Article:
Fiesta Bowl Worst BCS Big East Moment Ever?

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NBC Connecticut

We'll have two more years of the BCS and then it's a four-team playoff to determine the national champion. Which means changes to how we're used to consuming college football in December and January, specifically, a bowl system that wasn't always fair but one with which we'd grown accustomed. Ahead of the inevitable changes, last week, Big East blogger Andrea Adelson went through the best and worst BCS moments in Big East history.

At the top of the list? The Huskies' appearance in the 2011 Fiesta Bowl opposite Oklahoma St. Adelson explains:

"2011 Fiesta Bowl: No. 7 Oklahoma 48, UConn 20. There is no question this was the biggest mismatch of the BCS era. Oklahoma went into the game with an 11-2 mark; UConn went in at 8-4. The matchup, consequently, began a debate about whether the Big East should really have automatic entry into the BCS. None of the blame should have been directed at the Huskies, who pulled off several close finishes to make it to their first BCS game. But the truth is they were not in the same ballpark as the Sooners, who had a 34-10 lead early in the third quarter. UConn never scored an offensive touchdown."

Not so much a scathing indictment against the Huskies as a commentary on the system in place to reward teams for winning their conference. That said, in the annals of the Big East, we're not convinced that this was one of the two lowest points (Adelson cites the 2010 Sugar Bowl between Florida and Cincinnati as the other). It's not clear that UConn's Fiesta Bowl appearance helped recruiting because then-coach Randy Edsall headed straight to the University of Maryland to take over there. In fact, if we're talking about "worst moments," Edsall deserves a name-check. He bolted from UConn to College Park where he promptly led the Terps to … two wins. It gets worse: more than two dozen players have left the program since his arrival.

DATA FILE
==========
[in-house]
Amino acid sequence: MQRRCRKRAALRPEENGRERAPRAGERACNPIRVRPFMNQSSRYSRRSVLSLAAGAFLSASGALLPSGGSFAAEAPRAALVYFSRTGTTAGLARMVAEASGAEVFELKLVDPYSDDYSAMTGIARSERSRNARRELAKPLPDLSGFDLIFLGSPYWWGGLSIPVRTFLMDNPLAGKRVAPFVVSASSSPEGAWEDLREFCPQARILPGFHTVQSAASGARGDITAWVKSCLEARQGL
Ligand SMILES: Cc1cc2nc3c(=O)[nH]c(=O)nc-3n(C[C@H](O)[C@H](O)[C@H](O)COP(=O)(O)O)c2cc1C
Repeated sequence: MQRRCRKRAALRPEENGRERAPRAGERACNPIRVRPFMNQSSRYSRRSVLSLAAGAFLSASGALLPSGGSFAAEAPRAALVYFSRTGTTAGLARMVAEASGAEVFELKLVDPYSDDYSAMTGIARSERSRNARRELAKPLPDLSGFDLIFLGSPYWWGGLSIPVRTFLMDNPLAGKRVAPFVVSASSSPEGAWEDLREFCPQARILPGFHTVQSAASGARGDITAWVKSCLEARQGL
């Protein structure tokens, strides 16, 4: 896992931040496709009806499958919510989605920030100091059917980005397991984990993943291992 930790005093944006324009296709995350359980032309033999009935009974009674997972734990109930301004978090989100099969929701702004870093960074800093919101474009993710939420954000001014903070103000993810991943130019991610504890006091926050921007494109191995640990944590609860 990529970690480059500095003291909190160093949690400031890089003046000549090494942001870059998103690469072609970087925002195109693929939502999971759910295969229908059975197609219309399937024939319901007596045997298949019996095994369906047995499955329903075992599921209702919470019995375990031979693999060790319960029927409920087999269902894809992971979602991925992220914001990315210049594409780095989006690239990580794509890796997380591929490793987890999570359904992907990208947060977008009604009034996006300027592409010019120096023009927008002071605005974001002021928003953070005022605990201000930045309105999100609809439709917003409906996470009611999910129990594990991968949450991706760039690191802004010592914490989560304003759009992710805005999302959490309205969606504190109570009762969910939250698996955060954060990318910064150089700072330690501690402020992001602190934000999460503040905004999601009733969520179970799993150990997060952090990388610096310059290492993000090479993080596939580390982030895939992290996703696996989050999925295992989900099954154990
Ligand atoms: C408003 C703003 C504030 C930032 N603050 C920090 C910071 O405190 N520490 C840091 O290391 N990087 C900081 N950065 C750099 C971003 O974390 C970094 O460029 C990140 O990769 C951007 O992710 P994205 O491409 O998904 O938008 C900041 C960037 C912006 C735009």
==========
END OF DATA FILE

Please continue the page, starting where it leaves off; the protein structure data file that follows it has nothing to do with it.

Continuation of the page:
If you're an optimist, the Fiesta Bowl could be the best thing to happen to the Huskies' football team. It allowed the school to hire Paul Pasqualoni, who won just five games in Year 1, but appears to have a plan for the future. And given the recruiting class (particularly at quarterback) and a returning defense that should be among the best in the conference, it's reasonable to think that UConn will have a better year than Maryland in 2013. Just like 2012.

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